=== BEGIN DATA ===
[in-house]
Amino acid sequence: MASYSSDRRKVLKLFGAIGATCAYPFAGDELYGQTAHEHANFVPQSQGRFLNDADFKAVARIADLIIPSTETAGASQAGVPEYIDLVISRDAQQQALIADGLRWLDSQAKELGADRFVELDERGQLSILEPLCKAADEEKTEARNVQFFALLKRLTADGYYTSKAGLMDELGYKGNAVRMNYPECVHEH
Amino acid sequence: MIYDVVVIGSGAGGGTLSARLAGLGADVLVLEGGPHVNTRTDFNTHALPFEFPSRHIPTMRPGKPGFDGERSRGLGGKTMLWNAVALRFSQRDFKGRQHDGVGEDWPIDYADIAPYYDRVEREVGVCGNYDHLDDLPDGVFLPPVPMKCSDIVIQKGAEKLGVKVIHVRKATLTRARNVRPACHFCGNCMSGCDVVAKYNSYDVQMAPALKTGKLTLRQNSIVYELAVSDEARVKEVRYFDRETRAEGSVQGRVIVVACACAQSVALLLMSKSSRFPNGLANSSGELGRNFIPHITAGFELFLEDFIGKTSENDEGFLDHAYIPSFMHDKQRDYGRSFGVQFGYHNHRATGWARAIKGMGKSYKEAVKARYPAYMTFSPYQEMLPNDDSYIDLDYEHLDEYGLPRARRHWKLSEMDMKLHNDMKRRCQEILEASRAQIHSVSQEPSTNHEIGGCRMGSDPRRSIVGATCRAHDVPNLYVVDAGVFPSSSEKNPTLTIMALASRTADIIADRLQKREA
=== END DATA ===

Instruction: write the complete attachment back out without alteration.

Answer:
[in-house]
Amino acid sequence: MASYSSDRRKVLKLFGAIGATCAYPFAGDELYGQTAHEHANFVPQSQGRFLNDADFKAVARIADLIIPSTETAGASQAGVPEYIDLVISRDAQQQALIADGLRWLDSQAKELGADRFVELDERGQLSILEPLCKAADEEKTEARNVQFFALLKRLTADGYYTSKAGLMDELGYKGNAVRMNYPECVHEH
Amino acid sequence: MIYDVVVIGSGAGGGTLSARLAGLGADVLVLEGGPHVNTRTDFNTHALPFEFPSRHIPTMRPGKPGFDGERSRGLGGKTMLWNAVALRFSQRDFKGRQHDGVGEDWPIDYADIAPYYDRVEREVGVCGNYDHLDDLPDGVFLPPVPMKCSDIVIQKGAEKLGVKVIHVRKATLTRARNVRPACHFCGNCMSGCDVVAKYNSYDVQMAPALKTGKLTLRQNSIVYELAVSDEARVKEVRYFDRETRAEGSVQGRVIVVACACAQSVALLLMSKSSRFPNGLANSSGELGRNFIPHITAGFELFLEDFIGKTSENDEGFLDHAYIPSFMHDKQRDYGRSFGVQFGYHNHRATGWARAIKGMGKSYKEAVKARYPAYMTFSPYQEMLPNDDSYIDLDYEHLDEYGLPRARRHWKLSEMDMKLHNDMKRRCQEILEASRAQIHSVSQEPSTNHEIGGCRMGSDPRRSIVGATCRAHDVPNLYVVDAGVFPSSSEKNPTLTIMALASRTADIIADRLQKREA